Formosan subterranean termites are on the USDA’s National Invasive Species list due to their ability to cause structural damage to buildings and their competition with native termite species. In a throw down between native subterranean termites and Formosan subterranean termites, the Formosan termites outpace and outcompete native subterranean termites. While native subs cause structural damage over time, we have very effective means of controlling them. Formosan subterranean termites cause HUGE amounts of damage in very little time and control requires a multi-pronged approach over a long period of time.
Signs of Formosan subterranean termites include mud shelter tubes on slabs, foundations, or piers; tiny holes appearing in walls, ceilings, or hardwood floors; painted wood that appears bubbled; bulging walls; sagging floor; a chewing sound coming from the walls (yes, some people can detect this sound); and winged reproductive termites.
Formosan subterranean termite reproductives, or alates, look like a plump grain of brown rice with four long, narrow wings. The wings are at least two times the length of the body of the insect. The body does not have a narrow, or pinched, waist. The reproductives of all termite species in San Diego appear similar. It takes a trained professional to provide a definite identification.
The behavior of Formosan subterranean termites is distinctive. Unlike native subterranean termites, Formosan subterranean termites are extremely active, don’t flee when disturbed, and the soldiers are particularly aggressive. Formosan subterranean termite soldiers will bite your finger if you get close enough, but they cannot break the skin and are harmless to humans and pets.
Formosan termite damage follows the grain in structural lumber. Unlike native termites, Formosan termites feed on both the summer and spring wood leaving large hollow spaces. These hollows spaces are called galleries. Unlike native termites, Formosan termites clean out debris from their galleries leaving them practically soil free and covered in whitish spots.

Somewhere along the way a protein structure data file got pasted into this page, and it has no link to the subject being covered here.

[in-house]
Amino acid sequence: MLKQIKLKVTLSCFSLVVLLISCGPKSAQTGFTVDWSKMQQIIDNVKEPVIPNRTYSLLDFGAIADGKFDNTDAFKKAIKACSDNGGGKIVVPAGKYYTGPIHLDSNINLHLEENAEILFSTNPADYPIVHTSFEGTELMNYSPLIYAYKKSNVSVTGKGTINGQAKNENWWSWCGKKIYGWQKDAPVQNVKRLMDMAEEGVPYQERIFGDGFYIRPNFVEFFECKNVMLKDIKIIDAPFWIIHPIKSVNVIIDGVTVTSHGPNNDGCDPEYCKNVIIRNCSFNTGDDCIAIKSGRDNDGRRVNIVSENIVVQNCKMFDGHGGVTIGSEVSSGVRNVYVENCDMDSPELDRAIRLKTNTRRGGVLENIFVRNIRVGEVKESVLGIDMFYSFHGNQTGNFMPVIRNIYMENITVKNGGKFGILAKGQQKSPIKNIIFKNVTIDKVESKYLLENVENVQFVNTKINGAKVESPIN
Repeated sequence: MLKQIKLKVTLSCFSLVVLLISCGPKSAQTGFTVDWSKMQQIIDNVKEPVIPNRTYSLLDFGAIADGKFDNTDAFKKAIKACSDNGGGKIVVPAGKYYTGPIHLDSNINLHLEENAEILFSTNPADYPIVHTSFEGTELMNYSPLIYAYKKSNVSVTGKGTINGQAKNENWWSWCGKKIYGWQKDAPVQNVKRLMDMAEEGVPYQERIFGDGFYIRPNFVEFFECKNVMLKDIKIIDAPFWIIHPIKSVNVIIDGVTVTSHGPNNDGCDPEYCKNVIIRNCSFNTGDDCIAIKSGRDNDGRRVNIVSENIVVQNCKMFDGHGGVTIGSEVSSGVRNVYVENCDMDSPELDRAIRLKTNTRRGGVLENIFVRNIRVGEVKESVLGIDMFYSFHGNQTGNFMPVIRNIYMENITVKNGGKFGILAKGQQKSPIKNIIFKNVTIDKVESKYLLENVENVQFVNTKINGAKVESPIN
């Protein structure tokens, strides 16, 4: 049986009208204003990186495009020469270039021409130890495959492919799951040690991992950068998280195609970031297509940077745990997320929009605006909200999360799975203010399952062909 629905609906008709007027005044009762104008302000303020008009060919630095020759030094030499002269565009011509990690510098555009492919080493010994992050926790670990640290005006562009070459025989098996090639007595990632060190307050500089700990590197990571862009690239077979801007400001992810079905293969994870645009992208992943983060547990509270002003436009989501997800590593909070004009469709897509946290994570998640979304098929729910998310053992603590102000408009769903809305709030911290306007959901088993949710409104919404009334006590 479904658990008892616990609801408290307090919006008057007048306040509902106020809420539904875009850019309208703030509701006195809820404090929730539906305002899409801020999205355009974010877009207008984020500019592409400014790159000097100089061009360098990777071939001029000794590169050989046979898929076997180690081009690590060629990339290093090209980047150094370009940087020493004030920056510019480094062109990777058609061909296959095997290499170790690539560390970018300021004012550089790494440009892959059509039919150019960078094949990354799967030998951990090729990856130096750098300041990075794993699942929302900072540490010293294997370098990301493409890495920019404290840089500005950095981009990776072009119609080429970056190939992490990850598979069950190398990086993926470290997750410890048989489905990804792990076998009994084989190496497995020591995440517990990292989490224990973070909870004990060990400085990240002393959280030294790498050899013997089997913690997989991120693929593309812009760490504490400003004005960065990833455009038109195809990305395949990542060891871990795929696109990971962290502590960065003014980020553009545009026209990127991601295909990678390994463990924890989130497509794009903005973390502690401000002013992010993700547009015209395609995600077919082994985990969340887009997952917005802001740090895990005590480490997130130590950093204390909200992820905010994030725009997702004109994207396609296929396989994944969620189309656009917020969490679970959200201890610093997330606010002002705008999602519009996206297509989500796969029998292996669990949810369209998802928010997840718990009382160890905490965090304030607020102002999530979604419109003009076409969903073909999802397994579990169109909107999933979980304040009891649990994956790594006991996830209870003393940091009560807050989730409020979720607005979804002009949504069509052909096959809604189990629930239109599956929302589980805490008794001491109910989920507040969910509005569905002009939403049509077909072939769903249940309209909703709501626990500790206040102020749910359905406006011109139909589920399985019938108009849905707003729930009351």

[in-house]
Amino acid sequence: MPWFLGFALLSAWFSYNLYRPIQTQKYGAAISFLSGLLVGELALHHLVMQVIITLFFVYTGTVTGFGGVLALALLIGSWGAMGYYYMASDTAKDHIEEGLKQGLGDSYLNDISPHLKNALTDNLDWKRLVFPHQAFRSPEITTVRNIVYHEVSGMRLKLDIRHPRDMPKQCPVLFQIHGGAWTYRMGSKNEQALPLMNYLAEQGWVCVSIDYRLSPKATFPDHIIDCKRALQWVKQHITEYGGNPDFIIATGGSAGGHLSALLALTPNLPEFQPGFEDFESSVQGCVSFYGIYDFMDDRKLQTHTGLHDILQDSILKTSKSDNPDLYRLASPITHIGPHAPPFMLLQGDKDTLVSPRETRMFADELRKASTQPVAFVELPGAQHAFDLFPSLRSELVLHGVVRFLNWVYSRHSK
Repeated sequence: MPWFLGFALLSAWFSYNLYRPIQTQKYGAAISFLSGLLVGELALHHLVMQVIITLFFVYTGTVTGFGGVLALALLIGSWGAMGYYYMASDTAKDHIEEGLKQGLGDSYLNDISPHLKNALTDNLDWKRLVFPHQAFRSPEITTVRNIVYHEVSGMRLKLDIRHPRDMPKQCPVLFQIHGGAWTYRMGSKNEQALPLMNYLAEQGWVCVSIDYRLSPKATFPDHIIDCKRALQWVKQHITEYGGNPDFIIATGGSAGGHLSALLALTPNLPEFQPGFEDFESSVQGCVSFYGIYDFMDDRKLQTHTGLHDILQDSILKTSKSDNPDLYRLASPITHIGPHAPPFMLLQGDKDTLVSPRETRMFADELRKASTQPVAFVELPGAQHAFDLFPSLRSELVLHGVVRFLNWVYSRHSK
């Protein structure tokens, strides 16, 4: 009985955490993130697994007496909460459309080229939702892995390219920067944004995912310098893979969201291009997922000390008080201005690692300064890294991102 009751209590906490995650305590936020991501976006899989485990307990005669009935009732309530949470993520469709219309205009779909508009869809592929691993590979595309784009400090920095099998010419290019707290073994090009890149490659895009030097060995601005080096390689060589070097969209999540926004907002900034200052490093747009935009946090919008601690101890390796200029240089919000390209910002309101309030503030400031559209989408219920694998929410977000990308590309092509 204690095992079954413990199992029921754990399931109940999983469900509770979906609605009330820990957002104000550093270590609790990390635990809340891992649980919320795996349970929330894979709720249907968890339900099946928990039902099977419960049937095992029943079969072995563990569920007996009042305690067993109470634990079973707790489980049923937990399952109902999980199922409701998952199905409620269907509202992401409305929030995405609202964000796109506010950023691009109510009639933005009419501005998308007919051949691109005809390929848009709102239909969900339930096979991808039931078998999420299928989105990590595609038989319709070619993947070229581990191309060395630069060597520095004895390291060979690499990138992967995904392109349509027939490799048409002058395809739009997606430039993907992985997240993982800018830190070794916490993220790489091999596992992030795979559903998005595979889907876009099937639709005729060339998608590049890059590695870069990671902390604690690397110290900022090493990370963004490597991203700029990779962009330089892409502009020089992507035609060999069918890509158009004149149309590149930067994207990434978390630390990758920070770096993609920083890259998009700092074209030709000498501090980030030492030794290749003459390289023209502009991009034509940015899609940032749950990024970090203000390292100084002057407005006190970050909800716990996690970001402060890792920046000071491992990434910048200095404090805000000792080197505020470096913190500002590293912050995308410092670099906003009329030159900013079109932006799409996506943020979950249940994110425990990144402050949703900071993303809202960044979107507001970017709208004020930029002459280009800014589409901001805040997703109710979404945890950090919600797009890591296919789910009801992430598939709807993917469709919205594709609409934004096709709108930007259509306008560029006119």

In severe infestations, Formosan termites form nest-like structures in hollow spaces and wall voids with a combination of termite excrement, macerated wood, saliva and soil. These “carton” nests are constructed near a feeding site. A single Formosan termite colony may have several of these auxiliary nests containing secondary reproductives. One sign of these hidden nests is a bulging wall.
In addition to eating structural lumber, Formosan termites have been known to attack in over 50 species of living plants including citrus, pepper trees, wild cherry, cherry laurel, ash, sweet gum, cedar, willow, wax myrtle, Chinese elm, live oak, and white oak. Because Formosan termites survive in the yard as well as the house it is important to inspect and treat the area surrounding an infested house.
Formosan termites are aggressive eaters and have been known to chew through non-wood materials in their search for wood. They have attacked plastic, asphalt, plaster, rubber, and thin sheets of lead and copper metal. The creosote on utility poles does not deter Formosan termites and are at great risk of damage.